The change, according to congressional staffers, was largely due to lobbying efforts by the American Hospital Association, which spent more than $26 million on lobbying in 2019. The trade group fought similar regulation efforts under the Obama administration, congressional staffers and workers rights advocates recall. In comments on the provision to House Speaker Nancy Pelosi as well as in a March 12 action alert issued to the association’s member hospitals, the group argued that enforcement would be too costly for hospitals and that complying with a new standard amid a severe respirator shortage might limit hospitals’ ability to adequately provide care to sick patients.

Scott’s previous efforts had also hit a dead end.

In late January, a little over a week after the first U.S. COVID-19 case was confirmed, Scott sent a letter urging Labor Secretary Eugene Scalia to prioritize an OSHA infectious disease standard. He asked Scalia to consider issuing an emergency regulation to immediately protect workers from the coronavirus. Scott followed up with a second letter in March. It was another two weeks before Loren Sweatt, Scalia’s principal deputy assistant secretary, responded: “The CDC guidelines … are universally distributed, and public awareness of COVID-19 is high. … OSHA can best meet the needs of America’s workers by being able to rapidly respond in a flexible environment.”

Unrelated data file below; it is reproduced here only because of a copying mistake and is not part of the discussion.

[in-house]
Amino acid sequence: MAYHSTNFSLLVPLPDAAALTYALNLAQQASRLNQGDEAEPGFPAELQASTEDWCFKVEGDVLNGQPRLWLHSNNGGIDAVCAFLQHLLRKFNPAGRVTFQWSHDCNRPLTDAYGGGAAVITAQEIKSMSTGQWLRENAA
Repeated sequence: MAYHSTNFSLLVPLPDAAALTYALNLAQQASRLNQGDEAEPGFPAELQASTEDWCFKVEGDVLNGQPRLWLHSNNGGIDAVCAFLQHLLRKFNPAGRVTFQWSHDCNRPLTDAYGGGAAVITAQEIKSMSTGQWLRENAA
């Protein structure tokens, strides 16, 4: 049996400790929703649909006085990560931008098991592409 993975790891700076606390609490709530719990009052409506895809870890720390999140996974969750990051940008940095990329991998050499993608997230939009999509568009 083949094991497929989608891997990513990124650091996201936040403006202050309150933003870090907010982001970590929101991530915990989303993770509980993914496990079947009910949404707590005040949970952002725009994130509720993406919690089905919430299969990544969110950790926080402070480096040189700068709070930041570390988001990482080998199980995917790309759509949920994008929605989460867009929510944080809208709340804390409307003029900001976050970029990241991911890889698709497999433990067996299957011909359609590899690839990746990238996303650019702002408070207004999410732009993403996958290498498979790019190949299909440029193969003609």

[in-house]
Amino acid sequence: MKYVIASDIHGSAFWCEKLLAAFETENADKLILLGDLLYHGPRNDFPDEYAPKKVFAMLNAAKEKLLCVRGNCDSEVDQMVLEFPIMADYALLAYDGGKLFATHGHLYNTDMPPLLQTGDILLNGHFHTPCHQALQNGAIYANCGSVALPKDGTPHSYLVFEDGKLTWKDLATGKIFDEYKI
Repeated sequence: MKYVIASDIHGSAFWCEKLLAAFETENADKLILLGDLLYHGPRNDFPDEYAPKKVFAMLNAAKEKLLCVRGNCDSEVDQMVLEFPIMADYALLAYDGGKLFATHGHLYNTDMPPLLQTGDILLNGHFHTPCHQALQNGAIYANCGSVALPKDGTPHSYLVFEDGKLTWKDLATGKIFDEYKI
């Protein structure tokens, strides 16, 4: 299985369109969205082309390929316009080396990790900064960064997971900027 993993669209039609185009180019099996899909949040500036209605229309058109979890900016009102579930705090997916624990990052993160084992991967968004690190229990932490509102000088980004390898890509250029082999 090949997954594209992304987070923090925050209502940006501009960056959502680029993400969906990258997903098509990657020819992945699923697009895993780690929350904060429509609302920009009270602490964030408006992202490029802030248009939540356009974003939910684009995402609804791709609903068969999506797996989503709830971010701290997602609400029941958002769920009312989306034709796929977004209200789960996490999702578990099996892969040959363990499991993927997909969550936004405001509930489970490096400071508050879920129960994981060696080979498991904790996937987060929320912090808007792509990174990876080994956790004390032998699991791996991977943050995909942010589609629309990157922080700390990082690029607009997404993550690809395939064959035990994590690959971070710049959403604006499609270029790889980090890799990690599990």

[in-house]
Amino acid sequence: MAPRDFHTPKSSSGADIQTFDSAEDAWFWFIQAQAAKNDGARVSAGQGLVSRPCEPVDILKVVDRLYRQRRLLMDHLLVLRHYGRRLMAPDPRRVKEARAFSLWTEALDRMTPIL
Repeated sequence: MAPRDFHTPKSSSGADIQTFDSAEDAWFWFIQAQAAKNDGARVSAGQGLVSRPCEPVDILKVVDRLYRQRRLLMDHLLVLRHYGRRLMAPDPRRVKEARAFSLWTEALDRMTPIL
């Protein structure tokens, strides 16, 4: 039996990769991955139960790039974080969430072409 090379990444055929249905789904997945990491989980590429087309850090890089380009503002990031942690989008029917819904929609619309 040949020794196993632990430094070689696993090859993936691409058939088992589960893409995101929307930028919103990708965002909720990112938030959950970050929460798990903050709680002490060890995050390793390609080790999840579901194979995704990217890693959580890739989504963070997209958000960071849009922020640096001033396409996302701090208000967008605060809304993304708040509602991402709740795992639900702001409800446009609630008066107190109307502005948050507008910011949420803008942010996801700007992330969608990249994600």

Calls for comment to OSHA and the Department of Labor were not returned.

Scott, along with a growing list of House Democrats, introduced a separate bill March 9 that includes language almost identical to the scuttled worker protection standards in the Families First Act. A second House bill contains a similar provision that also aims to protect front-line health care workers, as well as others deemed at elevated risk by OSHA and the Centers for Disease Control and Prevention. Introduced by Rep. Nita Lowey of New York on March 23, that bill is also awaiting committee review.

“We’re concerned that self-employed workers, including the so-called gig economy workers who are frequently misclassified as independent contractors rather than employees, are excluded from coverage under OSHA and have few legal protections,” Scott said at a press briefing after passage of the CARES Act.

OSHA officials first got serious about developing an infectious disease standard in the wake of the H1N1 flu pandemic a decade ago. A formal regulatory effort was launched under the Obama administration in May 2010, when OSHA issued a formal request for information on exposure to infectious disease in the workplace and held a series of stakeholder meetings. A 2011 summary of the stakeholder responses indicated that there was widespread industry pushback, including from hospitals, and yet OSHA officials moved forward with developing proposed rules. Then in 2017, without a confirmed OSHA chief in place, the unfinished regulation was placed on the agency’s long-term agenda, where it has languished ever since.